A gory crime scene left in the aftermath of four college students slaughtered in Idaho might aid investigators in their quest for the perpetrator, according to court records released Wednesday.
It took almost two months for detectives to apprehend and charge Bryan Kohberger in the November 13 stabbing killings of four University of Idaho students at an off-campus residence in Moscow.
Authorities felt the perpetrator left the scene with evidence that may possibly link him to the crimes, which helped them narrow down certain critical elements to investigate.
The suspect’s house and workplace “contained a significant amount of blood from the victims, including spatter and castoff (blood stain pattern resulting from blood drops released from an object due to its motion),” according to a probable cause petition requesting a search warrant for the suspect’s home and office.
The paper, which is based on a statement by Moscow police Sgt. Dustin Blaker, emphasizes that evidence from an undamaged dog discovered at the residence, as well as blood, skin cells, or hair from the victims, might have been transferred onto the killer’s clothing, shoes, or body.
“It is likely that some trace evidence was transferred to areas in his apartment through contact with items worn during the attack,” according to the statement. “One likely location for the clothes/mask/shoes that he was wearing during the attack would be his residence.”
The unsealed search warrant is part of a 49-page document made public by Whitman County Court in Washington state on Wednesday, describing different investigation facets of the case that has attracted national attention and unnerved the tiny college town of Moscow.
The search warrant, which was executed on December 30, authorized officials to seize various pieces of evidence, including DNA, from Kohberger’s residence in Pullman, Washington, approximately 10 miles from Moscow.
According to a court document, police collected roughly a dozen hair strands, one probably belonging to an animal, cuttings from a pillow with a reddish-brown stain, and part of a mattress cover with stains.
According to the affidavit, other materials collected from the residence include a nitrate-type black glove, retail receipts and a Dickies tag, dust from a vacuum, a Fire TV stick, and a computer tower.
The court filings made public on Wednesday did not identify any possible goods stolen from Kohberger’s office at Washington State University, where he was studying criminology until being detained on December 30 at his family’s home in Pennsylvania.
It is unclear if anything was recovered or whether material pertaining to the execution of that search order is still under secrecy.
Kaylee Goncalves, 21, Madison Mogen, 21, Xana Kernodle, 20, and Ethan Chapin, 20, were all killed by Kohberger, who has been charged with four counts of first-degree murder. He has yet to enter a plea.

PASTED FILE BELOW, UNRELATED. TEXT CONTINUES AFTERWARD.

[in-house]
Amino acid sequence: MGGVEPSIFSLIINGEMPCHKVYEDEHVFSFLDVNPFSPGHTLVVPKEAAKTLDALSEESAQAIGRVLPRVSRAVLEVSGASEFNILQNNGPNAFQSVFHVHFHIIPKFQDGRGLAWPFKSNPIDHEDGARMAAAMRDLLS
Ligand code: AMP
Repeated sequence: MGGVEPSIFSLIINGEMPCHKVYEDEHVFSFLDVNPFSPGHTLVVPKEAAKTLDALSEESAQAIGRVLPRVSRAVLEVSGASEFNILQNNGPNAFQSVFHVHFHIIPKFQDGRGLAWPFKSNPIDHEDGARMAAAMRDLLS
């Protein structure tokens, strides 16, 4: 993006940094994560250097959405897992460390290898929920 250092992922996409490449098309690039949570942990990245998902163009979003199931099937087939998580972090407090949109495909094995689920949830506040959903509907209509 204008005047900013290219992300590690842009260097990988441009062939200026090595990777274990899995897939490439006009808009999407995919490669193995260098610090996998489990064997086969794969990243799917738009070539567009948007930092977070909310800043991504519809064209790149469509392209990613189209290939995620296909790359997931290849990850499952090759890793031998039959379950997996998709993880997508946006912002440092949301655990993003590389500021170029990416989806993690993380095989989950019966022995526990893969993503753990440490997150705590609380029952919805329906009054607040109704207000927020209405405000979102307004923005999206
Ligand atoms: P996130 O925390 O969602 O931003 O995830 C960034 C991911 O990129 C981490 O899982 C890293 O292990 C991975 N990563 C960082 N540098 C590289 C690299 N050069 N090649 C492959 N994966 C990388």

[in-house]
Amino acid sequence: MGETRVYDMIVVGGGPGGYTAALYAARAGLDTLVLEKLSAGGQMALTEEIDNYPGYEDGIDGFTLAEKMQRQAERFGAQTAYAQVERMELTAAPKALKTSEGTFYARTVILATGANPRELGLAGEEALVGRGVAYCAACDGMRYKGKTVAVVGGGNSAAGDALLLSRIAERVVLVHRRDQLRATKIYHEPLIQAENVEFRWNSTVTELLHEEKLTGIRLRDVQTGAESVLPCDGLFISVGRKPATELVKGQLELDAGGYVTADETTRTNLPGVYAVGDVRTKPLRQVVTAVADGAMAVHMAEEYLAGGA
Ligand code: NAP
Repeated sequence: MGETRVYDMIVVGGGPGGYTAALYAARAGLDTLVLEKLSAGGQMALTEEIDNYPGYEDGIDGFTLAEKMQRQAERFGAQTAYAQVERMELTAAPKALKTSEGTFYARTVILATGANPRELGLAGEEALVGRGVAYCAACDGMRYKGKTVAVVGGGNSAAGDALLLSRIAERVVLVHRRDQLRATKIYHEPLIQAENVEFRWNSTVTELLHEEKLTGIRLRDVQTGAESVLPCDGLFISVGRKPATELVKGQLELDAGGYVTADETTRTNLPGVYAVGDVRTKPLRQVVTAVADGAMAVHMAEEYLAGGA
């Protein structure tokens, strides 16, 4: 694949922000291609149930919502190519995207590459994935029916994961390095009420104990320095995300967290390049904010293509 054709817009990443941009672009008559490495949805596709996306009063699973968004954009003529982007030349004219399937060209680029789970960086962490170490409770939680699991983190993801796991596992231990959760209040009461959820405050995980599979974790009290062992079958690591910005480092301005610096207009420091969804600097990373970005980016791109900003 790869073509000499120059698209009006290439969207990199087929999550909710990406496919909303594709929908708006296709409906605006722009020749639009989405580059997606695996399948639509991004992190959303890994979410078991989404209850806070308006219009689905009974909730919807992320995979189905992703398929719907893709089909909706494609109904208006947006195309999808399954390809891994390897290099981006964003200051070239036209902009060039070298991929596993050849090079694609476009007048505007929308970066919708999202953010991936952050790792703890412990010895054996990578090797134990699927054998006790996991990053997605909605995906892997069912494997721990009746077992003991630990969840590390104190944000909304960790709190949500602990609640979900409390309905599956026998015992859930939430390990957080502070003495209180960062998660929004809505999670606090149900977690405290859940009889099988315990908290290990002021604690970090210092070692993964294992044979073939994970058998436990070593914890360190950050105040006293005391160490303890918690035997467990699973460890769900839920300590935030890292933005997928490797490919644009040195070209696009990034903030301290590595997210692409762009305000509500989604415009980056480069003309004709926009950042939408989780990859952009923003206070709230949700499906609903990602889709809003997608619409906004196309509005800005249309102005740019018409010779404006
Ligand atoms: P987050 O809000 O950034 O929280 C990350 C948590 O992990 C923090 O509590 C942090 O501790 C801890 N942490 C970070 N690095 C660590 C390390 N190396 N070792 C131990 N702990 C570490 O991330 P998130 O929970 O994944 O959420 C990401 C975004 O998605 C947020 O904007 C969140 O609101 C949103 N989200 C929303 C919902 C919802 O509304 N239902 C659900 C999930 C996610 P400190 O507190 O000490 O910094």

After Kohberger waived his right to a speedy hearing, a judge ruled last week that a probable cause hearing in the case would begin on June 26. He is presently being jailed without bond at Idaho’s Latah County prison.
Suspect connected to murders via DNA and car
The court records were unsealed about two weeks ago, nearly two weeks after Idaho authorities publicly disclosed a probable cause affidavit in the case against Kohberger, offering a first look at how they focused their search.
Authorities sought the public in December for help locating a white Hyundai Elantra that they suspected was in the “immediate area” of the crime sites at the time of the deaths.
According to court filings quoting Washington State licensing records, Kohberger got a new license plate for his white Hyundai Elantra five days after the killings.
According to two law enforcement officials informed on the inquiry, detectives tracked ownership of the Elantra back to Kohberger as tips from the public flooded in.
Following the killings, Kohberger allegedly traveled from Washington to Pennsylvania to spend the holidays with his family. According to court filings, Pennsylvania law police seized garbage from the Kohberger family property and transported it to an Idaho facility to be tested for forensic evidence.
According to court filings, the next day “the Idaho State Lab reported that a DNA profile obtained from the trash” matched a tan leather knife sheath discovered “laying on the bed” of one of the victims.
According to the papers, Kohberger’s phone was near the students’ house between 9:12 a.m. and 9:21 a.m., only hours after he allegedly murdered the university students.
According to court filings, Kohberger’s phone was also near the victims’ home at least 12 times between last June and his arrest.